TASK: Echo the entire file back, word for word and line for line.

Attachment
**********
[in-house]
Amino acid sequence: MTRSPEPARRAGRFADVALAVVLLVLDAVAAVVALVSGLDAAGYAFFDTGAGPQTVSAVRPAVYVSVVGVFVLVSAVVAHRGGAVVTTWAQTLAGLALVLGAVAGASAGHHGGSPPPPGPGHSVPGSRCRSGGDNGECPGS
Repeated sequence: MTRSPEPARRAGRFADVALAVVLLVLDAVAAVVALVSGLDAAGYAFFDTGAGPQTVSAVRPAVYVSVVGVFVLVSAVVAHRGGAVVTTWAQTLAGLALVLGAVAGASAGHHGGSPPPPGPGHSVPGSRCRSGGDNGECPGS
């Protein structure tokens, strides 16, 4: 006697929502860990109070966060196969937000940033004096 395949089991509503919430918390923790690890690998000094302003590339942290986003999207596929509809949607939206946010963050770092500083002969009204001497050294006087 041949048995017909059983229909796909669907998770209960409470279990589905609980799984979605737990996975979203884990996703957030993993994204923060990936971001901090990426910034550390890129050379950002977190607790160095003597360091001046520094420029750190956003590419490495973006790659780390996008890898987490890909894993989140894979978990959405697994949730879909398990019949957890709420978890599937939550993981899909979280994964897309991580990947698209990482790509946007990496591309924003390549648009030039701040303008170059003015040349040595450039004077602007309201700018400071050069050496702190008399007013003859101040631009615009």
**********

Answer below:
[in-house]
Amino acid sequence: MTRSPEPARRAGRFADVALAVVLLVLDAVAAVVALVSGLDAAGYAFFDTGAGPQTVSAVRPAVYVSVVGVFVLVSAVVAHRGGAVVTTWAQTLAGLALVLGAVAGASAGHHGGSPPPPGPGHSVPGSRCRSGGDNGECPGS
Repeated sequence: MTRSPEPARRAGRFADVALAVVLLVLDAVAAVVALVSGLDAAGYAFFDTGAGPQTVSAVRPAVYVSVVGVFVLVSAVVAHRGGAVVTTWAQTLAGLALVLGAVAGASAGHHGGSPPPPGPGHSVPGSRCRSGGDNGECPGS
């Protein structure tokens, strides 16, 4: 006697929502860990109070966060196969937000940033004096 395949089991509503919430918390923790690890690998000094302003590339942290986003999207596929509809949607939206946010963050770092500083002969009204001497050294006087 041949048995017909059983229909796909669907998770209960409470279990589905609980799984979605737990996975979203884990996703957030993993994204923060990936971001901090990426910034550390890129050379950002977190607790160095003597360091001046520094420029750190956003590419490495973006790659780390996008890898987490890909894993989140894979978990959405697994949730879909398990019949957890709420978890599937939550993981899909979280994964897309991580990947698209990482790509946007990496591309924003390549648009030039701040303008170059003015040349040595450039004077602007309201700018400071050069050496702190008399007013003859101040631009615009």